of a client of the firm, Mr Jarman, for the recovery of 3,000.  By
January 1980 a Defence had been delivered but thereafter the respondent
did nothing to forward the proceedings and when in October 1980 Mr Jarman
enquired as to the position the respondent told Mr Jarman that he had
signed judgement and was expecting the balance of the judgement debt to
be paid shortly.  Pursuant-to this untruth he handed Mr Jarman a cheque
for 250.00 "on account".  Once again the respondent has utilised the
joint Building Society account in the name of his partner and himself.
6.    On behalf of the respondent it was submitted that he was a young
lawyer, aged 29, with considerable academic ability.  At the age of
25, almost immediately after his admission, he had entered into partnership
with Mr Montague.  The practice had thrived; there were soon three
partners and a staff of fourteen.   Unfortunately, the respondent's
experience did not equip him to cope with the rapidly expanding practice and
to shoulder the responsibilities involved.  His father, an alcoholic,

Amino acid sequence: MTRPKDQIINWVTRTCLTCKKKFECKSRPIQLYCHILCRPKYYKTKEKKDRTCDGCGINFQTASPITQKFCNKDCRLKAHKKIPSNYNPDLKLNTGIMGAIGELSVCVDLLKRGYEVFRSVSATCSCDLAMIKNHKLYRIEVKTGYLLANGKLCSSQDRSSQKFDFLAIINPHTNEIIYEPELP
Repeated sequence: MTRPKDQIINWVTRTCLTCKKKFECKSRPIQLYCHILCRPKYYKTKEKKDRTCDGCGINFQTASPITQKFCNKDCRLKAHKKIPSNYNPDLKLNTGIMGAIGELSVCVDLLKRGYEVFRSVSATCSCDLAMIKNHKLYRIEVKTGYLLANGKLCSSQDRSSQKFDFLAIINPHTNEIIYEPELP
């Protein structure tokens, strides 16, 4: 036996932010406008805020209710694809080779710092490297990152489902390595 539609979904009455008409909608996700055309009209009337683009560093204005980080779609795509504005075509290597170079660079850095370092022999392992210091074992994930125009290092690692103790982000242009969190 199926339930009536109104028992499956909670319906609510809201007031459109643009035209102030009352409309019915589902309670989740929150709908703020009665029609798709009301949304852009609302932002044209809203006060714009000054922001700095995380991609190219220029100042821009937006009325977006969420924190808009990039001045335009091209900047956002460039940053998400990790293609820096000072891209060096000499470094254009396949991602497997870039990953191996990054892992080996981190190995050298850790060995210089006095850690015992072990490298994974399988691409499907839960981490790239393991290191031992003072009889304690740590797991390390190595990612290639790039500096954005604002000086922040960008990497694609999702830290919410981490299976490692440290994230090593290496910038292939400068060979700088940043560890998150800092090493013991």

occasioned both the respondent and his mother considerable distress; his
fiancee had broken off their engagement; he had let matters slide.  He
had used funds held in a joint account with his partner Mr Montague in
order to finance the fictions upon which had had embarked; he had made
no concealment of the fact that  he had done so.  The respondent was now
employed as an assistant solicitor  by a firm who had full knowledge of
his background and wanted to continue to employ him.  He hoped that he
would be allowed to continue as an assistant solicitor, gaining now the
practical experience which would have stood him in good stead previously
and to transfer in due course to the Bar.
The Tribunal FIND the allegations to have substantiated.  This  is
a somewhat sad case but the respondent has deliberately misapplied monies
and has been guilty of deceit and in all the circumstances there is, in
the Tribunal's view, only one appropriate course open to them and they
ORDER that the name of the respondent Steven Richard Daultrey, of
120 Selwyn Avenue, Highams Park, London Ek, be struck off the Roll of
Solicitors of the Supreme Court and that he do pay to the applicant the
applicant's costs of and incidental to this application and enquiry
including the costs of the, accountant employed by the Law Society to inspect
the firm's books of account, such costs to be taxed by one of the Taxing
Masters of the Supreme Court.

Dated this    3rd      day of      June,    1982
On behalf of the Tribunal